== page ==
Informing Defined-Benefit Pension Plans’ Decision to Re-risk
Adopters of a glide path approach have generally been in a one-way, de-risking mindset.
Recent market events and their adverse impact to plan funded status have shifted conversations towards re-risking.
Plan sponsors who are considering re-risking should bear in mind several key considerations and practical approaches to meeting investment policy objectives.
A dynamic, glide path-based approach to asset allocation has been widely embraced throughout the corporate pension sector. Glide paths designed to meet the particular needs of a sponsor entity provide a disciplined approach to incrementally reducing surplus risk and contribution volatility. As funded status improves, gradually reducing allocations to “return-seeking assets” and increasing exposures to “liability-based assets” enable a plan to balance return needs as well as mitigate contribution shortfall risk.
Plan sponsors have enjoyed strong equity market returns amid relatively low volatility through the recent bull market — however, funded status improvements have been fleeting due to declining discount rates. Until recently, adopters of a glide path approach have generally been in a one-way, de-risking mindset — and State Street Global Advisors has been supportive of this approach.
The recent crisis has proven to be a glide path game-changer, as many plans have seen declines in YTD funded status greater than any experienced during the last 10 years. Recent events have spurred conversations with plan sponsors about the options for “re-risking,” particularly if funded status has fallen below specified funding trigger levels. In this piece, we’ll explore some key considerations that plan sponsors should bear in mind, as well as some practical approaches to re-risking while continuing to meet investment policy objectives.
The majority of sponsors we work with establish glide paths to automatically de-risk their asset allocations when they reach certain funded status “triggers.” The target asset allocation at certain funding triggers is approved by the sponsor and codified in the Investment Policy Statement (IPS). When the governance structure delegates the oversight and implementation of asset allocation to State Street, this allows us to quickly lock in the gains once a trigger has been reached, which narrows the range of future outcomes. Throughout the recent bull market, a number of our clients reached de-risking triggers based on market returns, contributions to take advantage of tax code changes, or both.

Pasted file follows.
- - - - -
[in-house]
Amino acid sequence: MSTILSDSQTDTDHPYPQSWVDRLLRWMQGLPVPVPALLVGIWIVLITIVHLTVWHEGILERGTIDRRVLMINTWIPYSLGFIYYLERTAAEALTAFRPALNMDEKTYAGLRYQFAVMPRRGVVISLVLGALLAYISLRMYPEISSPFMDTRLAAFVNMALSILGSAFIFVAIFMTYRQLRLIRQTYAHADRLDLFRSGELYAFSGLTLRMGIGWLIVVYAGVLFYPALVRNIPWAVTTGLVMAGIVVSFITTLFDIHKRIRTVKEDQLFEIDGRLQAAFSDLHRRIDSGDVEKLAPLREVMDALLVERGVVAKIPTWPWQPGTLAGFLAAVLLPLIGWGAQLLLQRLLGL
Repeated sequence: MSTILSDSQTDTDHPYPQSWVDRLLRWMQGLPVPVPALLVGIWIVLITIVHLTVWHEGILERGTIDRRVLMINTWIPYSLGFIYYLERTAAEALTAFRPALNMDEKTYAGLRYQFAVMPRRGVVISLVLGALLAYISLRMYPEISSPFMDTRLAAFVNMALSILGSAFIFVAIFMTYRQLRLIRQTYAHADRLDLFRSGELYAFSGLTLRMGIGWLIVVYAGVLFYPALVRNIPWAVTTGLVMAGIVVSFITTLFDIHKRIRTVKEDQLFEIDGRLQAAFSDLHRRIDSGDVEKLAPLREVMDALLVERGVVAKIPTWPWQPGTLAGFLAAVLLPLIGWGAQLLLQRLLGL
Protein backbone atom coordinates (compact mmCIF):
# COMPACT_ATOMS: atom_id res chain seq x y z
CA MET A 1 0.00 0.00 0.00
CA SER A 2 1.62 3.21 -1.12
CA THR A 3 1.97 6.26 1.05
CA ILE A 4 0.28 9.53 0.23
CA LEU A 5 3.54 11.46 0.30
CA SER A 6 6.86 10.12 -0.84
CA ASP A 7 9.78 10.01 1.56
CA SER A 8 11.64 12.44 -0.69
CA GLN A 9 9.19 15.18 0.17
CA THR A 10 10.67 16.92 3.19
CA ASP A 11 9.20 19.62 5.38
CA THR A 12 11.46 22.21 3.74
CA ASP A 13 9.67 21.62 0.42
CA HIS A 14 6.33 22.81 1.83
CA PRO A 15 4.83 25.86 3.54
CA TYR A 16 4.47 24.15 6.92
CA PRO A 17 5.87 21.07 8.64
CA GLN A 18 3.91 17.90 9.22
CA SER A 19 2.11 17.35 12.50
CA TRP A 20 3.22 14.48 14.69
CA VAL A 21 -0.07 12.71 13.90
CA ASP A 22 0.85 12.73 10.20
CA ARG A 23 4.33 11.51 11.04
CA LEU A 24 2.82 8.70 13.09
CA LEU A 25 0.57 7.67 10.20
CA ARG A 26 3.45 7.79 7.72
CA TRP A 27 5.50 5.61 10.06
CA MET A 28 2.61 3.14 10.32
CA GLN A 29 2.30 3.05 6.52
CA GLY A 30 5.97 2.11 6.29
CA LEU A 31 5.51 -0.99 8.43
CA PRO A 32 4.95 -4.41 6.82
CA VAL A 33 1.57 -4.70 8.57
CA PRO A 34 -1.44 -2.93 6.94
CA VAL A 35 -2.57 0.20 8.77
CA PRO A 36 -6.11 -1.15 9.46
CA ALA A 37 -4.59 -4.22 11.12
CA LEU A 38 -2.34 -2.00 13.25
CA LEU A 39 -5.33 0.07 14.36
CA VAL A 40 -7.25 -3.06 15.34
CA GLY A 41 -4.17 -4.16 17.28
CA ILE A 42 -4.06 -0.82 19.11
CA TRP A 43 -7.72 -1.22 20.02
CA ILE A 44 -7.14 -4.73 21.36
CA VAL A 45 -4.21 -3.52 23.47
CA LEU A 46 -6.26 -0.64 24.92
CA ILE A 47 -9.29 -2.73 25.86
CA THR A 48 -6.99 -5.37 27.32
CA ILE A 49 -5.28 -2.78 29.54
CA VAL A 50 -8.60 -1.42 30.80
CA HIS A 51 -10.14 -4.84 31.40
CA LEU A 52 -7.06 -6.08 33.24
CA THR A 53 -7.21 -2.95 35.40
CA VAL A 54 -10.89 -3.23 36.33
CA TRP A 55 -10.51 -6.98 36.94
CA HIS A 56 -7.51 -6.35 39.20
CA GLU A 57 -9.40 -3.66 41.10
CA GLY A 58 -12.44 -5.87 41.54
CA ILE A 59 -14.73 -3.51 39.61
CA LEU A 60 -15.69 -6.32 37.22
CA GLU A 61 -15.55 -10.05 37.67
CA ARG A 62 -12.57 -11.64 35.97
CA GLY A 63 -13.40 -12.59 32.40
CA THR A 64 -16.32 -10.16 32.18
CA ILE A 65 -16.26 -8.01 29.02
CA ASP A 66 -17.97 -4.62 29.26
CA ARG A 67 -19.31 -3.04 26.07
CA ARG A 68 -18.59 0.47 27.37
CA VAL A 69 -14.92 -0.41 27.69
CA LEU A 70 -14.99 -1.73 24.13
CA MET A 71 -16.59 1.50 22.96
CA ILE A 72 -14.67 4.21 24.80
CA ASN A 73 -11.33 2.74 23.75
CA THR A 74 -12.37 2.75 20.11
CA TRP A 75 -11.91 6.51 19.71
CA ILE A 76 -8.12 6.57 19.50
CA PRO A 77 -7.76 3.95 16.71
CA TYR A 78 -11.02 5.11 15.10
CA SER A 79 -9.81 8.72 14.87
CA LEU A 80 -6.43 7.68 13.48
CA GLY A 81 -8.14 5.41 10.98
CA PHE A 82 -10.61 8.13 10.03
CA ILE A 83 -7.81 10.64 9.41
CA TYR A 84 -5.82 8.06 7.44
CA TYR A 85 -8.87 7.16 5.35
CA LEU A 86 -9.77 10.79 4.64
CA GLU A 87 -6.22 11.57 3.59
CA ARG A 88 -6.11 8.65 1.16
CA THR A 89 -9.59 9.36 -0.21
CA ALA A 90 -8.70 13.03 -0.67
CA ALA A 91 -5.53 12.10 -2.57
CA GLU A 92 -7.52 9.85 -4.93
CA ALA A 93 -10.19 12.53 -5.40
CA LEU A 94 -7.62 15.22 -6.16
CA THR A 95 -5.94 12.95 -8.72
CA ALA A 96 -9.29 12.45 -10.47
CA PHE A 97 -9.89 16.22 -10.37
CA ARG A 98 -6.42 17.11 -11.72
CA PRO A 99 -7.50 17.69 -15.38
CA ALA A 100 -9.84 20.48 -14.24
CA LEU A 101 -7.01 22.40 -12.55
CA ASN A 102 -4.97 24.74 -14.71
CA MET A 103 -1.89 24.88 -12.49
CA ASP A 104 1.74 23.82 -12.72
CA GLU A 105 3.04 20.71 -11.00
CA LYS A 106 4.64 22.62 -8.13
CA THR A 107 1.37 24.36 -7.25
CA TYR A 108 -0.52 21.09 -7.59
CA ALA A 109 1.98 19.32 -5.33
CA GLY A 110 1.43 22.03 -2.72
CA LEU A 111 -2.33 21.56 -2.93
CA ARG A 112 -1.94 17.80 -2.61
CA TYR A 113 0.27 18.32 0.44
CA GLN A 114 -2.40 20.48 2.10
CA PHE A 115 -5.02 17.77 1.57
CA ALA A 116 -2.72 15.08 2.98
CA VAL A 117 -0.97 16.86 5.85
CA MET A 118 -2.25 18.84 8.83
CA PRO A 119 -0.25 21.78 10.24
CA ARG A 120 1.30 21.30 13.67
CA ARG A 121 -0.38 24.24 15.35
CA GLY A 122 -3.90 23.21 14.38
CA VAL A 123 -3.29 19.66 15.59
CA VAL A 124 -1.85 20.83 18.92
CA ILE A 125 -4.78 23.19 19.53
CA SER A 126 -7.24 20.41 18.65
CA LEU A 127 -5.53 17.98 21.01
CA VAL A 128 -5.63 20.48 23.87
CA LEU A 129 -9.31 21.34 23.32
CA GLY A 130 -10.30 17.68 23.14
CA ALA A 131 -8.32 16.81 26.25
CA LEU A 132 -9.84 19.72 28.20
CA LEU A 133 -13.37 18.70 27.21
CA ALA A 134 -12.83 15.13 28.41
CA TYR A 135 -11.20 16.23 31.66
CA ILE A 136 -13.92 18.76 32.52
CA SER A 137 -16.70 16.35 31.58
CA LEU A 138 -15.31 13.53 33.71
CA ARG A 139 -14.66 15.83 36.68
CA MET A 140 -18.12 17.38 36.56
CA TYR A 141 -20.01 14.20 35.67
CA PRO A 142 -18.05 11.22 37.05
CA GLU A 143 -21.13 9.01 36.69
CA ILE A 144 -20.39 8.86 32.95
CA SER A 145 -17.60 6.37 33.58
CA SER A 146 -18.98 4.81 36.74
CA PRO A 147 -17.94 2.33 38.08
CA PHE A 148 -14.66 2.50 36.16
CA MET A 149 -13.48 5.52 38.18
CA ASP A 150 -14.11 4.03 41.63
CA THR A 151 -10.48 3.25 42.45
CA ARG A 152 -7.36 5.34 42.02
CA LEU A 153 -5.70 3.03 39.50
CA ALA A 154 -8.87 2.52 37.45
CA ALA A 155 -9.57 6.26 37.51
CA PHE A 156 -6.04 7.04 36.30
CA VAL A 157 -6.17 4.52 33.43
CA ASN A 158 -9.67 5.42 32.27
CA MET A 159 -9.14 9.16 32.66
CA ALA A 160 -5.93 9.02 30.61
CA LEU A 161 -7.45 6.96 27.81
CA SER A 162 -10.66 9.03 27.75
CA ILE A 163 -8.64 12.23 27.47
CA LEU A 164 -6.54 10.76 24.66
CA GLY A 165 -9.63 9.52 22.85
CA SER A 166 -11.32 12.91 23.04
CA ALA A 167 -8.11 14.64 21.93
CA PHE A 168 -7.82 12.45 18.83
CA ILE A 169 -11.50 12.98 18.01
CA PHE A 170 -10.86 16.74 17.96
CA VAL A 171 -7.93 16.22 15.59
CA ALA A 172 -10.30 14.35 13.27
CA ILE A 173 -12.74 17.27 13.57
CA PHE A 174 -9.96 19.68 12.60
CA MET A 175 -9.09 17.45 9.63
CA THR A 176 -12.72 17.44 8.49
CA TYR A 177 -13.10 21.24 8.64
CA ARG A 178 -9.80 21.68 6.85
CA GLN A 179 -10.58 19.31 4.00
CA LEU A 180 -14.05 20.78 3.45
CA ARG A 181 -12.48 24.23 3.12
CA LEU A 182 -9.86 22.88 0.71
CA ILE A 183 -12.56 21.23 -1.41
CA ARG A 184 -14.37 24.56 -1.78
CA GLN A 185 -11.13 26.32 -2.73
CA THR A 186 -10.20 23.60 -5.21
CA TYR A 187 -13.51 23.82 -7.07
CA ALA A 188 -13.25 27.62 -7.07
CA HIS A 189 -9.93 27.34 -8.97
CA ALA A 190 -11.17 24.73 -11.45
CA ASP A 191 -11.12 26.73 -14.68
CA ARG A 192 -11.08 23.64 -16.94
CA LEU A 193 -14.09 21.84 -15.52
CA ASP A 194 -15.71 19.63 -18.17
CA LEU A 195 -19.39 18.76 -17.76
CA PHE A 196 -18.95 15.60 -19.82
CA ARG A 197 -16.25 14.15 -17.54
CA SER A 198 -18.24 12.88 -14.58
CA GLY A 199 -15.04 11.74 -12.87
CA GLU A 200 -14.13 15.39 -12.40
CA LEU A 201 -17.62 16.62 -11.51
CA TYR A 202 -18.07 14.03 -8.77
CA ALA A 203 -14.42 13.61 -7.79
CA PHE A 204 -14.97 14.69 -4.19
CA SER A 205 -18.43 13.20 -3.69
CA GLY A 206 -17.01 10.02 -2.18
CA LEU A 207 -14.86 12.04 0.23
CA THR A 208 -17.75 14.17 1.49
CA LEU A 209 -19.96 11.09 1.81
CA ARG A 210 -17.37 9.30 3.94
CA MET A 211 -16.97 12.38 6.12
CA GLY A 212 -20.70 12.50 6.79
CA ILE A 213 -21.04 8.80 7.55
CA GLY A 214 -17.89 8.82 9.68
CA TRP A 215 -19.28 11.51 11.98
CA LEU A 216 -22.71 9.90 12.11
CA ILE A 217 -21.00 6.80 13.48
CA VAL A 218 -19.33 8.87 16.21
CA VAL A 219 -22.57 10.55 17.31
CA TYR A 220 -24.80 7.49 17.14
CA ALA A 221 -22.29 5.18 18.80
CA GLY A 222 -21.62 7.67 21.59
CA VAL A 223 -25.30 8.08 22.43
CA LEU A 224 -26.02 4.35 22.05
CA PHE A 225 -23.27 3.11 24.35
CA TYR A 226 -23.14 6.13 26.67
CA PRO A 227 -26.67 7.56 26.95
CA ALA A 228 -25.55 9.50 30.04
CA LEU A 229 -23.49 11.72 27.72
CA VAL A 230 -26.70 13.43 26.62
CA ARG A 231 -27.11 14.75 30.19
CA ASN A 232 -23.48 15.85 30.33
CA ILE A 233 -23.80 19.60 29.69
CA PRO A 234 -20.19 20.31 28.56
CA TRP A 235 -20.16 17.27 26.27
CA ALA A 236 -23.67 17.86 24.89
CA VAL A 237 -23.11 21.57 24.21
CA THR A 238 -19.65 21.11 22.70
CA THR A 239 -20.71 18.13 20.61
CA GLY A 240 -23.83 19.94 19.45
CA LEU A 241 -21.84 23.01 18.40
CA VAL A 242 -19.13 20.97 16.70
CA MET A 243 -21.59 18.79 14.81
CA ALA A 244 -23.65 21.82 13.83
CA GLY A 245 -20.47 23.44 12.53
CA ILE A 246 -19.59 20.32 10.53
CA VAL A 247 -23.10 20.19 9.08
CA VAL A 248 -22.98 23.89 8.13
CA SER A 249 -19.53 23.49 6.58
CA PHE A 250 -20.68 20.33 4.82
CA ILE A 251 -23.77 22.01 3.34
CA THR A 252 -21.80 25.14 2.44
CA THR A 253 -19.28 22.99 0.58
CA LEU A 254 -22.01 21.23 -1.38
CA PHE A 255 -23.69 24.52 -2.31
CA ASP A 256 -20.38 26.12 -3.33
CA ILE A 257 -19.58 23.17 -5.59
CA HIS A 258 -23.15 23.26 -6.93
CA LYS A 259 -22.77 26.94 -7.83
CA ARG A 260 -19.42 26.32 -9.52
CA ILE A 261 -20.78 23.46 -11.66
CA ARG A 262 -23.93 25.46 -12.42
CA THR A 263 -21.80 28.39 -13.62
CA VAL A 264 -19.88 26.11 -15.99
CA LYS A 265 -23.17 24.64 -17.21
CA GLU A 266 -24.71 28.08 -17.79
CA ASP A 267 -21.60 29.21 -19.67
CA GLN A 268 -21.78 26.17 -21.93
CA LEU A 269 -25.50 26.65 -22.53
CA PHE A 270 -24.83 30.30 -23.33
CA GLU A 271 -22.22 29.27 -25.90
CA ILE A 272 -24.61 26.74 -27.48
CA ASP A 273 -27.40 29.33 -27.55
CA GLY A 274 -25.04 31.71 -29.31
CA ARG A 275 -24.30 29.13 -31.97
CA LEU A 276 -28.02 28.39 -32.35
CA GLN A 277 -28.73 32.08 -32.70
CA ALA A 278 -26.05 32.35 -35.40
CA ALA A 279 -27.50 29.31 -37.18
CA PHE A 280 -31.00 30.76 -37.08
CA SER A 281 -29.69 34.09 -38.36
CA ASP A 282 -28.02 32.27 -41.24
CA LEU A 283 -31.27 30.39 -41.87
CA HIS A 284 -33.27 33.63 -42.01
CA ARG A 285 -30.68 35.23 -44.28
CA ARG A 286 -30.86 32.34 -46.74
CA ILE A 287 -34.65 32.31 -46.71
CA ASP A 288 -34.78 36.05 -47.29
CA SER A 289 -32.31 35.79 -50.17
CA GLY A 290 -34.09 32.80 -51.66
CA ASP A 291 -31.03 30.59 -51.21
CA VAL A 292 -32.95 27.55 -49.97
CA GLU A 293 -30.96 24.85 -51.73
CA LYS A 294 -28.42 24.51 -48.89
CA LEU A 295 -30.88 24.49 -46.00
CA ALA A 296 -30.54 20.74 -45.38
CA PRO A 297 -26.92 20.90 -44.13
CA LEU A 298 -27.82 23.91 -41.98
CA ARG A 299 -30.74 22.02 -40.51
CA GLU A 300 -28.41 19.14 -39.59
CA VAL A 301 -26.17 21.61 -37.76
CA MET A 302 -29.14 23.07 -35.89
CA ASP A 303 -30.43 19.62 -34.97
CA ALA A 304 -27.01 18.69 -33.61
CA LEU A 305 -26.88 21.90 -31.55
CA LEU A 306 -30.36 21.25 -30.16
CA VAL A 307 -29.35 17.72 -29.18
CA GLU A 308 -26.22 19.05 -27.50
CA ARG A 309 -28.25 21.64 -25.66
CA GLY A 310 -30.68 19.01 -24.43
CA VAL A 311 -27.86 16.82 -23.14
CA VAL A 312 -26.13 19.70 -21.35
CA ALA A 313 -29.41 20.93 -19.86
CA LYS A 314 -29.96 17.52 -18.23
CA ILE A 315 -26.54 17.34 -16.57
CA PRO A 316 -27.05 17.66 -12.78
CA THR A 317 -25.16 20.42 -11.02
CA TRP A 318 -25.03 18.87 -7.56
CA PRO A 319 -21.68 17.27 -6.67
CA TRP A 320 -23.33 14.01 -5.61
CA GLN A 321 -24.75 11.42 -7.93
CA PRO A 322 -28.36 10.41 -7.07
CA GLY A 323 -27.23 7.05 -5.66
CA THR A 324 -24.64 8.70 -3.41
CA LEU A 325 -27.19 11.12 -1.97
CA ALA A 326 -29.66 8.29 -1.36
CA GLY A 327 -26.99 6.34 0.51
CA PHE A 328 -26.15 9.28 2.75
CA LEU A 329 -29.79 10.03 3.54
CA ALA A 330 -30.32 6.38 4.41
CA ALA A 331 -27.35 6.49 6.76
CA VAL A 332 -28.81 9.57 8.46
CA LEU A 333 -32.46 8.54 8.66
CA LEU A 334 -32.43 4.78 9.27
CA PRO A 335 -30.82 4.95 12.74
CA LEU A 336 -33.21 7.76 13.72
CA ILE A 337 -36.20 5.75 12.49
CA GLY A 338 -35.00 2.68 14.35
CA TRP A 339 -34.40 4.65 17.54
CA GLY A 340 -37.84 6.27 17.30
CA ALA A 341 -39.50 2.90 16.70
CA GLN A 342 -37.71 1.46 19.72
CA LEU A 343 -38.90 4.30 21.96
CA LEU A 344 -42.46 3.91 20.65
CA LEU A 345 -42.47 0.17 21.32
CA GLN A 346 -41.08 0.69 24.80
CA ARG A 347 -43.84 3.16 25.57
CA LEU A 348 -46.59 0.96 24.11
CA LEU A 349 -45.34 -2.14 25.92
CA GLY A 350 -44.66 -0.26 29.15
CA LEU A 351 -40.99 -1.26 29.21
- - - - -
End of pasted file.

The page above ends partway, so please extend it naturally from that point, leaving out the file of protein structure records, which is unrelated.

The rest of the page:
When markets sold off sharply in 2020, plans with higher portions of return-seeking assets found their asset allocations mismatched to their current funded status. Some found themselves falling back below prior triggers. The sell-off, combined with market dislocations and the opportunities they presented, has led to an increased number of discussions around re-risking.
There is an asymmetric bias for most investors (and pension plans in particular). Adverse and negative outcomes are disproportionately painful compared with the perceived benefits of favorable upside experience. And when re-risking is not codified in an IPS, the adjustment of strategic target allocations requires a difficult, deep discussion on costs and benefits. Specifically, when assessing whether to re-risk a plan, State Street factors the following considerations into its decision-making process.
How well funded is the plan?
Plan status: Is the plan open, closed, or frozen?
Pension obligation in relation to company balance sheet: What is the sponsor’s tolerance?
What is the plan’s contribution policy?
What are the sponsor’s return hurdles and time horizon?
What approvals are needed, and how time-sensitive are they?